Internal URL changes can cause organic search fluctuations
A participant was seeing organic search fluctuations after a URL structure change on their website, despite adding 301 redirects. They asked if that is expected and how long the process should take. John responded that changing internal URLs means they have to almost reprocess the entire website and understand the context of all the pages on the website first, which can take a significant amount of time.
You are likely to see fluctuations in organic search for at least a month or longer if it’s a bigger change. Fluctuations can also occur if other changes have also happened at the same time, such as internal linking, content, or page structure updates which could have caused the pages to become weaker. If this is the case, John recommended reviewing the pages before and after to understand these differences and which things might need clearing up.
It can take months for Google to reassess site quality
Google essentially has no memory when it comes to technical issues and there should be no lasting impact once a cause has been resolved. However, it can take Google weeks or even months to determine the quality of a site and establish how it fits into the wider context of the web. Therefore, improvements to site quality can take a lot longer to make a significant impact.
Backlink spam issues are unrelated to core algorithm updates
A site owner mentioned that they saw visibility drops after a core algorithm update and that around that time, they were working to solve technical issues like 404 pages in their sitemap, but also suspected it might also be related to spammy backlinks they had pointing to their site. John replied that if you’re seeing changes after core updates, backlink spam issues are likely unrelated to the update. Core updates are more about understanding your site’s overall quality and relevance, and less about backlink spam or specific technical issues. He emphasized that overall quality and relevance are likely more important aspects to focus on after core updates occur.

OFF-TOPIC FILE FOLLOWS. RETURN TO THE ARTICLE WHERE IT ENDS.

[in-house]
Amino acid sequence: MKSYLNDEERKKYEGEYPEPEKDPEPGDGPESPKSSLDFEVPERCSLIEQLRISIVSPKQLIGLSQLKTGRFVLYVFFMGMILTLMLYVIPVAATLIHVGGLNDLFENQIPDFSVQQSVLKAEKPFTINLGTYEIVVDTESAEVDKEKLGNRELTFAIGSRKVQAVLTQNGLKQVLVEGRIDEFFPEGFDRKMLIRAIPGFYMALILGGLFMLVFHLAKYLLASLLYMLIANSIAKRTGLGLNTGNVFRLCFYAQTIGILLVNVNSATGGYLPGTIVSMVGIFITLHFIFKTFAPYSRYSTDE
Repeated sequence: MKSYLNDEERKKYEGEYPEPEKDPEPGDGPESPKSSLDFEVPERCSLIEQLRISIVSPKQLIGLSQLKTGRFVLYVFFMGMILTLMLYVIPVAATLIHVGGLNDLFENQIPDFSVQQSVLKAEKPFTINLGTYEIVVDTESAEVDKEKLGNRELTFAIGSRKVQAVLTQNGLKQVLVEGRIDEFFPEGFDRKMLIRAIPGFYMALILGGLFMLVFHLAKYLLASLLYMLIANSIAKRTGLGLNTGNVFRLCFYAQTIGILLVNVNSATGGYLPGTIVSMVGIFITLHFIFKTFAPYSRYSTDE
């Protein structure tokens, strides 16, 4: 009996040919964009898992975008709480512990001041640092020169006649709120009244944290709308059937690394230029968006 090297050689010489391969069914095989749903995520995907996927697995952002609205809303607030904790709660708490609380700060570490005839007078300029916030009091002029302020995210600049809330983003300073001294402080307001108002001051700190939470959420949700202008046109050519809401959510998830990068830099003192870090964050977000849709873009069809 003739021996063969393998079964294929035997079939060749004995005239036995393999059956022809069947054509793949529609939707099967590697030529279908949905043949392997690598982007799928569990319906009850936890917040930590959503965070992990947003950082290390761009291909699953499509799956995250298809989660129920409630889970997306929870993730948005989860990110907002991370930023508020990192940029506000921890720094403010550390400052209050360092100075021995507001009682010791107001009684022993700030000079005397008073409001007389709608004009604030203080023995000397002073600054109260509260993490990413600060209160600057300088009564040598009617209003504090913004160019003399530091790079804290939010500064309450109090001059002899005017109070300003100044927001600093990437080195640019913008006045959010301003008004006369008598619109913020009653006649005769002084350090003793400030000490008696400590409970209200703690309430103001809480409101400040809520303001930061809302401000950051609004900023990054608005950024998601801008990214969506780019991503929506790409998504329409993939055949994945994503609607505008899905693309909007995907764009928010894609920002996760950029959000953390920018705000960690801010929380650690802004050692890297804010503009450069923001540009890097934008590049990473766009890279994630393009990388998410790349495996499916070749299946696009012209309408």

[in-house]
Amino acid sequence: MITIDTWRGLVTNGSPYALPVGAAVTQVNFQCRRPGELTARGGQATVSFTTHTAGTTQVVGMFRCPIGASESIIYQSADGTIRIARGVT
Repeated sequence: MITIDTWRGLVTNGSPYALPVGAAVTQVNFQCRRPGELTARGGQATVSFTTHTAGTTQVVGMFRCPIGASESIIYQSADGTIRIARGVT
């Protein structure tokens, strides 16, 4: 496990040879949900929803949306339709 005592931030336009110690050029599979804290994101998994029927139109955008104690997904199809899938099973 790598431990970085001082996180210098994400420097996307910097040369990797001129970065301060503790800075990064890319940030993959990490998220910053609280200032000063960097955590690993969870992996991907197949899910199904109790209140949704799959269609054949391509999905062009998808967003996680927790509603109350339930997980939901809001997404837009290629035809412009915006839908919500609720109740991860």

Technical SEO factors also contribute to content quality determinations in Google
John is keen to clarify that both technical SEO and content quality are extremely important. When it comes to the quality of content, Google is looking at more than just the text on a page. Additional factors ranging from page design to speed can also have an impact on how Google determines the quality of your site.
Noindexed pages generally do not count towards content quality algorithms
Google focuses on the quality of the content they have indexed. If it’s not shown in search, it’s generally not taken into account.
Removing Low Quality Pages Takes Months to Impact Crawling and Site Quality
Removing low-quality pages from your site may have a positive impact on crawling the rest of the site, but could take 3-9 months until you see changes in crawling which can be measured using log files. Improvements in the overall site quality may take even longer to have an impact. It’s unusual to have any negative impact from removing cruft content.
Sites With Slow Response Pages are Crawled Less
If Google can’t recrawl pages quickly enough due to poor page response times then they won’t recrawl pages as often as they would like to.
Google Does Not Use W3C Validation
Google does not use W3C validation for web search, so you do not need to worry if your pages have any validation errors, however the validator is a great way to make sure your pages display properly with other systems like screen readers.
Inform Google of Efforts Made to Clean Up & Remove Pages Under Manual Review
If you have a lot of pages that are under manual review and you delete a lot of those as an effort to clean them up, then John would recommend mentioning this in your reconsideration request. This shows that you have taken significant steps to clean up any pages which are under review.